That’s why I loved what you said that “the more truth you think you know, the more humility you will need to let Jesus cultivate in your heart.” I guess when it comes down to it, I’m really wanting to be set free from that need to be right, because there really is something better.
I’ve seen a lot in my life that at first God reveals something, and then it slowly becomes a dogma over time. It’s like I lose sight of how the Spirit first revealed things in my heart, and I lose confidence that He can do the same for other people. My confidence so easily shifts from His power to speak in a life giving way, and the truth hardens in my heart as I try to formalize what He taught me into knowledge of “the letter” that kills rather than knowing the Spirit who gives life.
Anyway, I don’t mean to go on too much, I’ve just been hit that there is so much more than just been right, and what you wrote spoke into that. I also loved the question that you put: “Is it by guilt or by goodness that the Spirit leads the lost to repentance?”
Hey Wayne, hope you are well! I hope you will enjoy this following music video as much as I have today (even if you aren’t a big music fan haha).
Not only music here but COUNTRY music! There ought to be a warning on this stuff. 🙂
But I do like the message. Except I think ALL people can be changed by the power fo the cross. That’s the biggest failure of Christianity in our time, we have emptied the cross of its power and have made it just a philosophy where people are left to change themselves (which cannot work for anything substantial) and then people lose hope that Father’s love is as transforming as it is.
That’s tough love my friend, haha. Now I know for sure what to get you for Christmas. Yeah I think ALL CAN be changed today by the power of the cross (although I’m not sure how to put that power into words anymore), and some are changed today. Maybe the power of the cross has been marginalized by a misrepresentation of the message of the cross in the first place. I don’t think people generally look at the heart, or Spirit, of it all. Commonly stated, “Jesus died on the cross to pay for my sins if I accept and invite him IN, thus satisfying Gods wrath toward sin, now I’m seen by God, (though scarlet), white as snow, off to heaven I go!” End of story. After spending a bunch of time reading what God spoke through the prophets and observing the life of Jesus, the conversations and interactions he had with a wide range of groups and individuals, I see it much differently now. I see it now as Father giving us a gift we thought we required in order to find peace with him, which was never required by him in the first place, which makes the GIFT far more greater than if he had required it in the first place. Humanity, OT religious leaders, priests, etc, seem to place a very high regard on atonement and sacrifices for pleasing God, yet I don’t see that from God via the prophets and especially not by Jesus. I believe (I think haha) it was our stumbling block, not His. I can’t see that God’s requirements for relationship with him and what pleases him has never changed, before, during, or after the incarnation, and the gift of the message of the cross (Micah6:6-8, Psalm40:6, Isa58, Jer22:15.16, etc, etc). Am I off base here Wayne? In your own words, (ok, not your words but small words I’ll understand ha) what’s your take on the message of the cross, and how is that we have emptied the cross of its power? Thanks Wayne.
No I don’t think you’re off base here, though I’m not sure all that you mean by the words. What I meant by emptying the cross of its power is that we just turned it into another religious moment form which we drive a set of principles out of which we are supposed to try to live a better life. Jesus died as you said, not just to meet some set of requirements for something, but to destroy the dividing wall between us and God so that every day I can wake up inside a relationship of affection with him. When that becomes real, my life will begin to transform from the inside. Change in me comes by his work in me out of that growing relationship of trust. So, yes, the cross does change us because it allows us to know him and in the knowing of him my life is changed. We have too many people who believe “the message of the cross” who are not in that process of transformation, so that they still live out of their brokenness instead of letting his life flow in them.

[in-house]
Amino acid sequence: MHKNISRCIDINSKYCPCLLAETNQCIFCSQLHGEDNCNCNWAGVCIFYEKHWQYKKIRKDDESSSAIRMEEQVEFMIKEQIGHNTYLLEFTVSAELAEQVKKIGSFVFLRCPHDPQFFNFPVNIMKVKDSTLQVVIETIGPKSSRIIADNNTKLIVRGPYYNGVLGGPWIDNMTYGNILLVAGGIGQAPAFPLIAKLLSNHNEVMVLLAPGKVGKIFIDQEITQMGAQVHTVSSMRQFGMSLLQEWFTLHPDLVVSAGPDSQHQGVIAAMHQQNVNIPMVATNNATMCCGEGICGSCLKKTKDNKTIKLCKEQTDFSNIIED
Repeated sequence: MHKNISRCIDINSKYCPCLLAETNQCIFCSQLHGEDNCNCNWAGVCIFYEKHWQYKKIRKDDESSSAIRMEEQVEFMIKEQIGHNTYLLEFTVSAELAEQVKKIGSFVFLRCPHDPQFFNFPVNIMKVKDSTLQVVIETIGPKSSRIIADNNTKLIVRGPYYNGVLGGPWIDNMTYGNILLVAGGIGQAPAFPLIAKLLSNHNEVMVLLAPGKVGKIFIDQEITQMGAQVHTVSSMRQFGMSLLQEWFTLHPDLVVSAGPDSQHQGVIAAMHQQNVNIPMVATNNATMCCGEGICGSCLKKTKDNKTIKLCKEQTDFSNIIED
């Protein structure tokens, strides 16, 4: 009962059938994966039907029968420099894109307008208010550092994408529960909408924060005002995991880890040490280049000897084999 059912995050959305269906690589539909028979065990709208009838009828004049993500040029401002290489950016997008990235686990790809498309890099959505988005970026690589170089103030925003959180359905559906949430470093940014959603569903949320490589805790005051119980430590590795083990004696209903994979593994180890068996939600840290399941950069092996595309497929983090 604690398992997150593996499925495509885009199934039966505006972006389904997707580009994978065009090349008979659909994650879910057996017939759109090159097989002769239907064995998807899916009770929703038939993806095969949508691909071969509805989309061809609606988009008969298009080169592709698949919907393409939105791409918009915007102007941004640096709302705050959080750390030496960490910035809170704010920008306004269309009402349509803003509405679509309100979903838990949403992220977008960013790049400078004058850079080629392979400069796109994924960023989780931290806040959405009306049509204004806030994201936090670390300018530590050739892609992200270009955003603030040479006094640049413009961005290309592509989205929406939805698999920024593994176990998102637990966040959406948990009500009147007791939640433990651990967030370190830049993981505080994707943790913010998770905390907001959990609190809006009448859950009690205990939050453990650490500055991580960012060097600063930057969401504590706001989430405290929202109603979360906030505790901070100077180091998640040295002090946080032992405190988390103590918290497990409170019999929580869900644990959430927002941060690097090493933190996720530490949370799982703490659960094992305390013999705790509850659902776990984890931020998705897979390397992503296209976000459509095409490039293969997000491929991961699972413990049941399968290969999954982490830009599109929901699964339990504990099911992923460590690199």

Yes, that makes sense. As a dad who has been involved with my children from babes to adulthood something in my thinking has changed and I’m really looking at things these days from a very practical, no boxes or formulas, rituals or duties, perspective; simply a relationship between a father (created in the image of God) and a child-and what a father wants for his kids, using progressive and differing action and language that each will understand as they grow and mature and take responsibility for their lives. I guess now what I find to be a bit mysterious is the use and understanding of theological styled language or words being used to describe something as natural and practical as what I now see as the simplicity and honesty of a relationship between a father and his children. My only concern is that I have now possibly taken things to a point of comfort and “familiarity” that may be unintentionally lacking a more scripted “reverence”, as I was taught and also taught within the institution known as the church. The longer I go the more I’m convinced that the cross and Jesus dying was not just in order to meet some requirements or any requirements for that matter…I don’t think the requirements were Gods…ever, as Micah clearly stated, “He has shown you, O man, what is good (required)… .” I know you’ve said that you thought that God gave them a religion to win them out of, but from what I have read and what I think I believe, I very much doubt it was his idea (at least not according to the prophets). This is my stumbling block, not what Jesus said or what any of the prophets spoke, but of the customs and rituals, and sacrifices, etc, instituted by religious leaders which formed a religion, which were attributed to God. They seem to totally fly in the face of what Jesus and the prophets spoke, and curiously enough the religious leaders killed them…all. I think the requirement for atonement was spun out there by human pride, paying my way (there are no free rides), and Father let it be…for a time, like us wanting the law, like wanting a king, etc. I know the cross is foolishness to those who are perishing, and I don’t believe it foolish at all, but a beautiful revelation of a completely compassionate father, jealous, desperate to reveal his true nature to his kids, showing just how easy it is to be loved by him and to love him in a natural and personal way (John4:1-37). Which I believe is the “heresy” which killed him, since God would never do and say such things (tongue in cheek), proving him an imposter. A statement indeed, the pinnacle of what he had always been saying, but not new. By his stripes we are healed. Healed of what? Healed of believing we needed to pay our admission in order to get into fathers house and receive his good graces. “I will go so far as to die in order to show you that I don’t require, guilt, shame, sacrifices, rituals, duty, feasts, festivals, offerings.” Was the premeditated point of it all, death on a cross, while also proving eternal security by resurrection? Or was the death on a Roman cross, the consequence for standing up to and debunking humanity’s corrupted religious ways in contrast to personal freedom, expression, and the way, the truth, and the real life? Maybe it seems like I’m splitting hairs or flirting with heresy etc, but I ask because I want to simplify the language of the message if possible as most people I meet and befriend and call me dad, can’t make sense of the christian message by the language we are fluent in from childhood. There’s still much for me to work through that is for sure, and these days I know so much less than what I was sure I knew. I’m looking forward to our next face to face, to hash these things out off the record where the doc. police aren’t patrolling, although I’m certain I’ve crossed a line or two today haha. If they ask, don’t tell them where I live! (not that they could find it anyway) Thanks Commish!